You have my regrets for the misunderstanding,

Alamo Ron (by a HAL of a group of friends)


Posted by Informed Resident, a resident of another community
on Sep 6, 2008 at 8:04 am

For all Alamo Rons and other neighbors,

I'm confused! That's it, I'm confused

Was I someplace else when this conversation started or are we all listening with our own opinions?

Would those neighborhoods, groups and organizations providing position statements for LAFCO commissioners' consideration, please post them here so we might better understand all points of view?

We all wish to be informed residents and your position statements provide all neighbors a better view of the issues of local government.

Informed Resident
and one HAL of a Pal


Posted by Jean Taylor, a resident of Alamo
on Sep 7, 2008 at 9:33 pm

Just for the record, the meeting place mentioned in the above article, is not my residence. I have lived in the Round Hill area since 1976. Although the Danville house is in a residential neighborhood, it is an extension of my home office which is too small to carry on all my different interests.

As for offering my website alamospotlight.com as a voice of opposition to the savvy proponents of Alamo, Inc., the red thermometer icon measuring the rise of public funds by the so called neutral nonprofit charity, Alamo Community Foundation, raised my Scottish blood to fever pitch, and I reacted accordingly.


Posted by Hal Bailey, a resident of another community
on Sep 8, 2008 at 8:06 am

Dear Editor,

Diablo Vista region neighbors thank Ms. Jean Taylor for her clarity in response to the "popularity" of discrediting positions not held by "established Alamo leadership." We further support all rights of position by all neighbors and their groups. We hope that the Town Square Forum will become a display for well-considered positions by opposition, definition, annexation, exclusion and special district supporters in equal display to incorporation proponents' positions.

Such willingness to present the entire scope of positions within our Diablo Vista (Alamo) region will allow very savvy voters to fully understand, and appreciate, all voters' considerations.

Hal/CDSI


Posted by IB, a resident of Alamo
on Sep 8, 2008 at 8:14 am

I think a little definition of terms is in order here.

"Public Funds" refers to revenues that are paid to a government entity, such as property tax, sales tax, and so forth.

"Donated Funds" are completely discretionary on part of the donor. The Alamo Community Foundation has received no "public funds."

IB (Interested Bystander)


Posted by CDSI courtesy, a resident of another community
on Sep 8, 2008 at 3:43 pm

Dear Editor,

The term "public funds" is not limited to government sources and is used in reference to funds raised for investment in new companies by public prospectus or as contributions to public fund raising efforts. Private funds, by contrast, are not publicly disclosed.

As we read Ms. Taylor's commentary, she clearly implies "public funds" as funds coming from the public as donations to a community foundation operated by individuals declared by prior presentation as incorporation supporters. In fairness to Alamo Community Foundation committee members, each has been very specific in their focus on fund raising and avoiding taking positions on incorporation during their ACF participation.

At this point, neighbors should expect all parties to be proponents of their own positions and not defining in decription of individuals with contrasting positions. Certainly, LAFCO commissioners are expecting to understand all positions on incorporation and not review the disagreements that might occur among individuals.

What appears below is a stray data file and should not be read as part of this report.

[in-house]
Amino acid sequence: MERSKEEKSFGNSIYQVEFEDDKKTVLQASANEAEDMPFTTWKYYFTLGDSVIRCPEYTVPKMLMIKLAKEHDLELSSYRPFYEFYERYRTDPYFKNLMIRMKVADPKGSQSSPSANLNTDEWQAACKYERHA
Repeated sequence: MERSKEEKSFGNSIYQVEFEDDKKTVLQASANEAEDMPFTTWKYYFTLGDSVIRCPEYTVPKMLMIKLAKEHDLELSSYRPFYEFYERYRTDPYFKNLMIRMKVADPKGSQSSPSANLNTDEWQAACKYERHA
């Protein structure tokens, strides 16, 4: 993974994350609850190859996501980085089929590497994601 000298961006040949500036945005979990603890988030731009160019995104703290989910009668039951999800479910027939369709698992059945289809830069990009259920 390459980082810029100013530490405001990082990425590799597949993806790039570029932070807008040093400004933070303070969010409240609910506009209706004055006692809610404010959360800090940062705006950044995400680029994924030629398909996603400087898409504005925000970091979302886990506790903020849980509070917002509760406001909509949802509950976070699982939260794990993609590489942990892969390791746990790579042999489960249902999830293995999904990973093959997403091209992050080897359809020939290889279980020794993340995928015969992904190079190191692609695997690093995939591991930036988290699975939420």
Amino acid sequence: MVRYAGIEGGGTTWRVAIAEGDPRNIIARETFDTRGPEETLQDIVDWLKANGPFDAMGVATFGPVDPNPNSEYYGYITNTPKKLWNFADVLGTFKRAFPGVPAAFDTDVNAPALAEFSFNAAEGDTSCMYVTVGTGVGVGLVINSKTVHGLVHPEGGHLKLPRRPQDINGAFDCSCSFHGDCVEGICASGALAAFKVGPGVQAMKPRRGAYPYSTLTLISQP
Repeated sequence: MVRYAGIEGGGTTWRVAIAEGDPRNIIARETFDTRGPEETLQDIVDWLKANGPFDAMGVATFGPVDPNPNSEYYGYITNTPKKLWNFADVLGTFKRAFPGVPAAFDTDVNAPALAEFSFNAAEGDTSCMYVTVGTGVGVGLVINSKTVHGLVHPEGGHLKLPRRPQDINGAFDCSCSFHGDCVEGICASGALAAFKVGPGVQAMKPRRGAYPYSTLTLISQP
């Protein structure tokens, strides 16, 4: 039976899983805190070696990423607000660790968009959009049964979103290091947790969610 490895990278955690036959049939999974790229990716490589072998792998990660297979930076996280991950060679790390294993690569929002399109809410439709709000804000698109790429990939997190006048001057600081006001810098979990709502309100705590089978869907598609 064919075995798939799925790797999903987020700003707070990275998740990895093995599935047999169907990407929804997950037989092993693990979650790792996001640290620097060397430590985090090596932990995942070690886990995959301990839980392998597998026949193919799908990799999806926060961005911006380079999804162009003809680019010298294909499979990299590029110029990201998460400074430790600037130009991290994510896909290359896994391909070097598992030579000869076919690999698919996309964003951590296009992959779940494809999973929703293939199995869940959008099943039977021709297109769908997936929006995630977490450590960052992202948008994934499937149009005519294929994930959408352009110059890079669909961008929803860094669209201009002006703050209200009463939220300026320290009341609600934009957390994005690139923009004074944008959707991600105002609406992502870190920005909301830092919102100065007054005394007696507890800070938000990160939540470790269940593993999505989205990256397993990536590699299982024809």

Neighbors can hope your editorials would foster the positives of all positions presented for consideration in this forum and subsequent consideration by LAFCO commissioners.

Hal/CDSI


Posted by R. Jean Taylor, a resident of Alamo
on Sep 9, 2008 at 9:45 pm

You may call me "Jean" or "Mrs. Taylor" when referring to me in future commentary, but PLEASE do not call me"Ms"!!! No matter what the money is called, "donations" or my misuse of the definition "public funds", Alamo Community Foundation's purpose is to move the process forward to create a contract-city government for Alamo. How ironic, that we, the wealthy little bedroom community of Alamo, suddenly need a "charity", a public benefit 501(C)(3)nonprofit corporation, to "educate" us! Me thinks the Emperor wears no clothes!


Posted by CDSI Courtesy, a resident of another community
on Sep 10, 2008 at 9:45 am

Dear Dolores,

In Jean Taylor's response, we can view several concerns held by a large number of regional residents including those within the shrunken boundaries of the proposed Town of Alamo.

In priority order:

#1 - Our residents are very savvy, well-informed citizens that do not require campaign jargon to be presented as their "education." That approach is offensive and disregards the exceptional education and experience of our region's residents.

#2 - 2,197 neighborhood residents signed the AIM petition that was promised to be only for feasibility studies and were betrayed by the use of the petition in application for incorporation of an undefined government within restricted boundaries and not our entire region. Alamo Community Foundation is seen as a MASK to separate the incorporation application from the promise of only feasibility studies.

#3 - It remains a reality that no successful outreach by proponents of incorporation has been achieved because their approach has been unilateral in promotion of their own definition of Alamo and the government they wish to establish after an incorporation election. Region residents remain concerned by the lack of voice in proponent actions and the lack of definition in incorporation proposal.

Jean Taylor, in affect, is a mirror of the results of incorporation activities during the last sixteen months and is not exceptional to the more than 6000 voters within the proposed boundaries that have similar concerns. In your role as journalist, it remains the obligation of The Danville Weekly and other media to report the depth of incorporation consideration and provide a fair, balanced definition of incorporation impact on our region.

It is time for journalism and not story-telling,

Hal/CDSI